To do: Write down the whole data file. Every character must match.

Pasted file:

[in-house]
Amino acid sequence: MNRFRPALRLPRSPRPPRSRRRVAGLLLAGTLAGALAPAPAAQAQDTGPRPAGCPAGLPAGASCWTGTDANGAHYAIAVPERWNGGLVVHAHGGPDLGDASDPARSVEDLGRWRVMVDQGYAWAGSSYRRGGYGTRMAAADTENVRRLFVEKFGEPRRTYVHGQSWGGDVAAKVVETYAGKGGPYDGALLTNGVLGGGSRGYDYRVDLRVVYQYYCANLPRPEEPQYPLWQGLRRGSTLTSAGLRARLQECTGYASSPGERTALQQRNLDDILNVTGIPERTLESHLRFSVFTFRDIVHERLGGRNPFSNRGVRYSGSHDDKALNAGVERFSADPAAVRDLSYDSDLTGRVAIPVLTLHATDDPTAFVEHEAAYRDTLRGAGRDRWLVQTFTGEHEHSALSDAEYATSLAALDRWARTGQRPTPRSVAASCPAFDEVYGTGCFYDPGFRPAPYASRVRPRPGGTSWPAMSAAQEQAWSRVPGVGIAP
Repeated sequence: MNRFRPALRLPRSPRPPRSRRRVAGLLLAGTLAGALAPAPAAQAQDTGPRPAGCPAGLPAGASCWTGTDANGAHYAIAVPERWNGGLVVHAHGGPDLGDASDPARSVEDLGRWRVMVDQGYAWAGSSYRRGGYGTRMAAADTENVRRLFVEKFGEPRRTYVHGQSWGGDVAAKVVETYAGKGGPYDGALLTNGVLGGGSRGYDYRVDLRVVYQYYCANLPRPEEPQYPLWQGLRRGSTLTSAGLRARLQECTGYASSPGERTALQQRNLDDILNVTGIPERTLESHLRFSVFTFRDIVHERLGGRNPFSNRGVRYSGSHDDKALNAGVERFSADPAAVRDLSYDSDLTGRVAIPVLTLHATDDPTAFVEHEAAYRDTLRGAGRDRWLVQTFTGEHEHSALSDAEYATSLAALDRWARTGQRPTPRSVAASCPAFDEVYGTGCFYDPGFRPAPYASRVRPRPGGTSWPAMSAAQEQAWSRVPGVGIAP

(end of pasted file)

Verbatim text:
[in-house]
Amino acid sequence: MNRFRPALRLPRSPRPPRSRRRVAGLLLAGTLAGALAPAPAAQAQDTGPRPAGCPAGLPAGASCWTGTDANGAHYAIAVPERWNGGLVVHAHGGPDLGDASDPARSVEDLGRWRVMVDQGYAWAGSSYRRGGYGTRMAAADTENVRRLFVEKFGEPRRTYVHGQSWGGDVAAKVVETYAGKGGPYDGALLTNGVLGGGSRGYDYRVDLRVVYQYYCANLPRPEEPQYPLWQGLRRGSTLTSAGLRARLQECTGYASSPGERTALQQRNLDDILNVTGIPERTLESHLRFSVFTFRDIVHERLGGRNPFSNRGVRYSGSHDDKALNAGVERFSADPAAVRDLSYDSDLTGRVAIPVLTLHATDDPTAFVEHEAAYRDTLRGAGRDRWLVQTFTGEHEHSALSDAEYATSLAALDRWARTGQRPTPRSVAASCPAFDEVYGTGCFYDPGFRPAPYASRVRPRPGGTSWPAMSAAQEQAWSRVPGVGIAP
Repeated sequence: MNRFRPALRLPRSPRPPRSRRRVAGLLLAGTLAGALAPAPAAQAQDTGPRPAGCPAGLPAGASCWTGTDANGAHYAIAVPERWNGGLVVHAHGGPDLGDASDPARSVEDLGRWRVMVDQGYAWAGSSYRRGGYGTRMAAADTENVRRLFVEKFGEPRRTYVHGQSWGGDVAAKVVETYAGKGGPYDGALLTNGVLGGGSRGYDYRVDLRVVYQYYCANLPRPEEPQYPLWQGLRRGSTLTSAGLRARLQECTGYASSPGERTALQQRNLDDILNVTGIPERTLESHLRFSVFTFRDIVHERLGGRNPFSNRGVRYSGSHDDKALNAGVERFSADPAAVRDLSYDSDLTGRVAIPVLTLHATDDPTAFVEHEAAYRDTLRGAGRDRWLVQTFTGEHEHSALSDAEYATSLAALDRWARTGQRPTPRSVAASCPAFDEVYGTGCFYDPGFRPAPYASRVRPRPGGTSWPAMSAAQEQAWSRVPGVGIAP